ParaEducate is company interested in providing materials, information, and strategies for people working in special education inclusion settings for grades K-12. We use curriculum, our blog, and our public speaking opportunities to reach and bridge the interests of all folks working with students with disabilities in grades K-12.


One last side note, former ParaEducate Co-founder, Megan Gross, was just named a finalist for National Teacher of the Year. We were really lucky to start out with her and now see that in her leaving ParaEducate in 2014 really did lead off to new beginnings.


Do you have any questions about this week’s blog? Do you want to offer a guest blog? Find ParaEducate online herehereherehere, and on our website. ParaEducate is a company interested in providing materials, information, and strategies for people working in special education inclusion settings for grades K-12. ParaEducate, the blog, is published weekly during the academic school year on Thursdays, unless a holiday. ParaEducate shares their findings at conferences, through their books, and their academic adaptations.

 

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As the Holiday Season Approaches

For some of you, tomorrow is your last day of work for 2016. When you return, you will be back in the classroom for 2017. But this is also the second most candy oriented event in schools, and there are bound to be gobs of chocolate and peppermint sticks/candy canes being shared around along with the coughs, sniffles, and whatever other aliment that appears during this time of year.

Some reminders for the last few days:

All things in moderation. If you know a class may have a celebration that day, and you are going to share food items as is most common this time of year, try not to compound the issue at hand.

Remember reward charts for the last few days. It is so easy with special schedules to get wrapped up with ignoring the fact that the student did not have math, so why should they earn any stars? But was the student kind that day to their classmate? Did they participate in an activity that was off schedule? Find a reason to keep rewarding the student. This helps later on down the road.

Temper behavior with reinforcing expectations. We get it. We’re excited too. Excited for that last bell, but in the meantime, there are still tests to take, projects to finish, presentations to present. School, in all forms still has to occur. And yes there are still Winter concerts, family events, winter galas and other events that we all look forward to just as much as some of the students.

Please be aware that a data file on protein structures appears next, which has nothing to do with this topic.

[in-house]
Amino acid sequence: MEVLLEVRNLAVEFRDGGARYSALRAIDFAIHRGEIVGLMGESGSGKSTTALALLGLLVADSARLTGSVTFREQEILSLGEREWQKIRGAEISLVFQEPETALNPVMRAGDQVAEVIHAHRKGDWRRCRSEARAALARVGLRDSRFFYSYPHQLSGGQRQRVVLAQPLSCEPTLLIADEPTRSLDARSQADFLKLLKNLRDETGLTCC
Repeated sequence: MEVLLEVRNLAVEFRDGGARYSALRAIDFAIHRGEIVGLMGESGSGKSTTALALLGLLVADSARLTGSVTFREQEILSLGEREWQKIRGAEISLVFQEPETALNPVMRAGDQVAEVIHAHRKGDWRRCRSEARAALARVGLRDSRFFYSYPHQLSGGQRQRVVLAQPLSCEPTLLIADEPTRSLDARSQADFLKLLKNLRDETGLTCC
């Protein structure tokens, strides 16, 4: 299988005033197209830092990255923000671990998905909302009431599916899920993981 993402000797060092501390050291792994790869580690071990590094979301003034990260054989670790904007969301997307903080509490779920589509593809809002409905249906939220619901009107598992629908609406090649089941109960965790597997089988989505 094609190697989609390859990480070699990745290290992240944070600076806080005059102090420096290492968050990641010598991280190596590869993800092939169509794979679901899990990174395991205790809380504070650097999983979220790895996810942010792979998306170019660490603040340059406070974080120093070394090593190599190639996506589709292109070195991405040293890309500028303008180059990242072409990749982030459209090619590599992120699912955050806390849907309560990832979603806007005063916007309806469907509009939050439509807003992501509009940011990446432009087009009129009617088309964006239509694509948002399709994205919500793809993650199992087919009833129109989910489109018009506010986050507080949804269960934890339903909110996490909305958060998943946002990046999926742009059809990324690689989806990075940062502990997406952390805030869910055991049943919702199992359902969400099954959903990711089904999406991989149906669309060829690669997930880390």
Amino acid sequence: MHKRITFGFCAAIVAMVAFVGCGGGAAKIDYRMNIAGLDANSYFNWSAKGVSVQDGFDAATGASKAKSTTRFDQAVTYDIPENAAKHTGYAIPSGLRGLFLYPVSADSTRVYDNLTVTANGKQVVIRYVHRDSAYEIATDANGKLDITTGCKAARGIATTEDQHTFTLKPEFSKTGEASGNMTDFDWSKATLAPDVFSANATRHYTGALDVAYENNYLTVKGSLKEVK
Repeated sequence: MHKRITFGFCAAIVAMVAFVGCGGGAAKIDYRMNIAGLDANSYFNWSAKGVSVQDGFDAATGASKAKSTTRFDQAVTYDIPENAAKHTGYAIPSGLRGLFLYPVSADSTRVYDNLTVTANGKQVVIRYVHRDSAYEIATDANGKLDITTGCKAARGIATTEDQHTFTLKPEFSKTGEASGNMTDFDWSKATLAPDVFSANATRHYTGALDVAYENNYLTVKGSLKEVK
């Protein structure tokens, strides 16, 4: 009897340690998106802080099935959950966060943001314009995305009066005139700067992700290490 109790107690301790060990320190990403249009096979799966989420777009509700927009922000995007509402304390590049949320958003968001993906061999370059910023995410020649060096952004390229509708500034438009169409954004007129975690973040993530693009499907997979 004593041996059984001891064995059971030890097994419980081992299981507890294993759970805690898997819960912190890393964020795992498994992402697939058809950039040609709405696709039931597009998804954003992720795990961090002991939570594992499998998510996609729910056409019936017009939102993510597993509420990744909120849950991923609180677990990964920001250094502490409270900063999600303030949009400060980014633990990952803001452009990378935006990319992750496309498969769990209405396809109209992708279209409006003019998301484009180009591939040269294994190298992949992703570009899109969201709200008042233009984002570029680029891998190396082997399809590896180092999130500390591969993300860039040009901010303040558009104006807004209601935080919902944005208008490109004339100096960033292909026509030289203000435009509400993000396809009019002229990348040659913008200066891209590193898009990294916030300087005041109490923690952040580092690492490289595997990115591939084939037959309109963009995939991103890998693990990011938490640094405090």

Plan an alternative activity. Well, back this up a half step: expect everyone to participate, even for 5 minutes. Some activities may be too complex or too loud for students. So this yields the necessity for step 2, have an alternative activity prepared. Whether that alternative activity is outside spinning on a playground item, or maybe in a sensory room jumping on a trampoline until the end of the day, let the student know there will be an escape if they need it.

Be realistic in expectations when it comes to craft time. Is it important to anyone that their craft project look like the most perfect item that the students will come up with? What is important about the craft projects: did the student try to follow directions (Hey, create a check list that they can refer to!), make sure that the student participated. This is different than the “student participated and then I went in and moved the parts in to place.” If the yellow leaf is on the green leaf and not above, it’s not the end of the world. If that part is purple and it should be black, let it go. It is the student’s effort. And when they bring it home, they’ll be happier because of their energies put into the project.

Remember the importance of your manners. This is sometimes easy to get lost in the shuffle. “Pencil on table” or “binder out” as communication to streamline the extraneous noises some students cannot filter through is important. But this is easily remedied as “Pencil please”, “binder please”. And remember ‘thank you’. Your students may not understand ‘you’re welcome’, but getting into the habit helps make the world a better place.

Keep an eye on spaces for a student with a wheel chair. Moving desks for a gathering or other activities can easily box out a student or prevent easy egress from a room for another student. It’s also the time of year when there are larger jackets and lots of wet things that are easily lost. The spaces inside seem tighter because they are. More indoor activities have limited what some students are able to tolerate.

Finally, remember to enjoy this time. When at an activity, and the students ask you about your family traditions, it is okay to say “My family celebrates [holiday of choice].” Or if your family does not celebrate a known winter holiday, share that “This is not the season my family celebrates a holiday, but I like hearing about all of yours.”